All Programmers Are Self-Taught « null device. When I was a teenager I played high caliber baseball.
I’m competitive to a fault and when I decide I want to be good at something, results usually follow. Now I’m a third year undergrad studying computer science. There’s something critically different between programming and sports though: A pitching coach teaches you how to pitch, but a CS professor doesn’t teach you how to code. I was surprised that neither my TAs nor professors critiqued my code during my first year, but grew concerned after my second year. The assignments were larger and the problems tougher, but even after submitting some 2,000 lines of code in my data structures class, I never once had a comment on my code — if my program compiled and my unit tests demonstrated correctness, that was enough.
But what is good code? I’m lucky enough to have worked with some students I think are great programmers, people who have interned at Microsoft, Google, Amazon and the like. All programmers are self-taught. Moai. Moai facing inland at Ahu Tongariki, restored by Chilean archaeologist Claudio Cristino in the 1990s Moai i/ˈmoʊ.aɪ/, or mo‘ai, are monolithic human figures carved by the Rapa Nui people from rock on the Chilean Polynesian island of Easter Island between the years 1250 and 1500. Nearly half are still at Rano Raraku, the main moai quarry, but hundreds were transported from there and set on stone platforms called ahu around the island's perimeter.
Almost all moai have overly large heads three-eighths the size of the whole statue. The moai are chiefly the living faces (aringa ora) of deified ancestors (aringa ora ata tepuna). The statues still gazed inland across their clan lands when Europeans first visited the island, but most were cast down during later conflicts between clans. Description The moai are monolithic statues, their minimalist style related to forms found throughout Polynesia. Six of the fifteen moai at Ahu Tongariki. Escape From New York Theme (BEST QUALITY) The Absent-Minded Professor. The Absent-Minded Professor is a 1961 American film distributed by Walt Disney Productions based on the short story A Situation of Gravity, by Samuel W.
Taylor. The title character was based in part on Hubert Alyea, a professor emeritus of chemistry at Princeton University, who was known as "Dr. Boom" for his explosive demonstrations. The film was a huge success at the box-office, and two years later became the first Disney film to have a sequel, 1963's Son of Flubber. Plot Odayan, Odayan Issue 01 :DigitalEdition. Spotting the Great but Imperfect Resume - George Anders. By George Anders | 11:10 AM December 9, 2011 Recruiters and senior executives express frustration these days about corporate talent hunts at all levels.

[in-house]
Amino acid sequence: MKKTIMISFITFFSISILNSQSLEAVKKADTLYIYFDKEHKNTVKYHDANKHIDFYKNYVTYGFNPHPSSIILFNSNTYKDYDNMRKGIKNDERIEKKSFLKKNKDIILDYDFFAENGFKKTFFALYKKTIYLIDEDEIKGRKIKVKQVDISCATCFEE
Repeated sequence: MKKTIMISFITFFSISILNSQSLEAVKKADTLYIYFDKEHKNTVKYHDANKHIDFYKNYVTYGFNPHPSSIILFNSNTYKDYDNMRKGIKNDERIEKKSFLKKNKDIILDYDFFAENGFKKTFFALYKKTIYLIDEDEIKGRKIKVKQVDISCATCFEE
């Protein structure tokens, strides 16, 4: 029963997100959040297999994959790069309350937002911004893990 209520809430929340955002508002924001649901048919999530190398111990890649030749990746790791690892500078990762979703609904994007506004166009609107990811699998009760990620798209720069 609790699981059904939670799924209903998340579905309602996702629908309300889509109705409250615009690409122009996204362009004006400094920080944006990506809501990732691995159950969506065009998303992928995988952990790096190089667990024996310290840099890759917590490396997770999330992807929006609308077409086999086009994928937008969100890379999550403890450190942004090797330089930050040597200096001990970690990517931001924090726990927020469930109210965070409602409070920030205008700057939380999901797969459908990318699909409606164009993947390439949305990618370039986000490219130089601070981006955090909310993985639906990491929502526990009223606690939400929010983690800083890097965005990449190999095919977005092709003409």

The gripe: “We’re pouring tremendous energy into finding the right resumes. But we’re losing the ability to find the right people.” Directors of summer internship programs, for example, have soured on seemingly “perfect” students with 3.9 grade-point averages from elite schools, who have mastered multiple foreign languages. The reason: these recruits show surprisingly little initiative once they arrive at a big, busy company; they keep waiting to be told what to do. Small-company chief executive officers voice a similar lament. Insist on a perfect resume each time, and it’s impossible to make the most of highly promising candidates with “jagged resumes.” As such extreme examples show, it’s essential to get comfortable with a resume that features a puzzling mix of highs and lows. Two insights are crucial. What was Evans’s secret? Materials - dynamic cube reflection.
GNU/Linux Distribution Timeline. RSA Animate - The Secret Powers of Time. RSA Animate - Drive: The surprising truth about what motivates us. Google Streetview stop motion. Scale of Universe - Interactive Scale of the Universe Tool. Markandey Katju: What is India? Scott Hanselman's 2011 Ultimate Developer and Power Users Tool List for Windows. Nyancat. Students: The 9 things that matter more than GPA. The Pest Who Shames Companies Into Fixing Security Flaws. Christopher Soghoian likes to find security flaws, and then shame big organizations into fixing them.Photo: Graeme Mitchell Every Christopher Soghoian production follows a similar pattern, a series of orchestrated events that lead to the public shaming of a large entity—Google, Facebook, the federal government—over transgressions that the 30-year-old technologist sees as unacceptable violations of privacy.
Sometimes he discovers these security flaws by accident, other times because someone has pissed him off, but mostly because he’s parked at his computer all day looking for security flaws. When he finds one, Soghoian, a PhD candidate in computer science at Indiana University Bloomington, learns everything he can about it and devises what he sees as a viable solution. Then he alerts the offending party and gives them a chance to fix things, explaining that if they don’t, he’ll go public with his discovery.
(OK, sometimes he skips the give-them-a-chance step.) Consider Gmail. Me: No.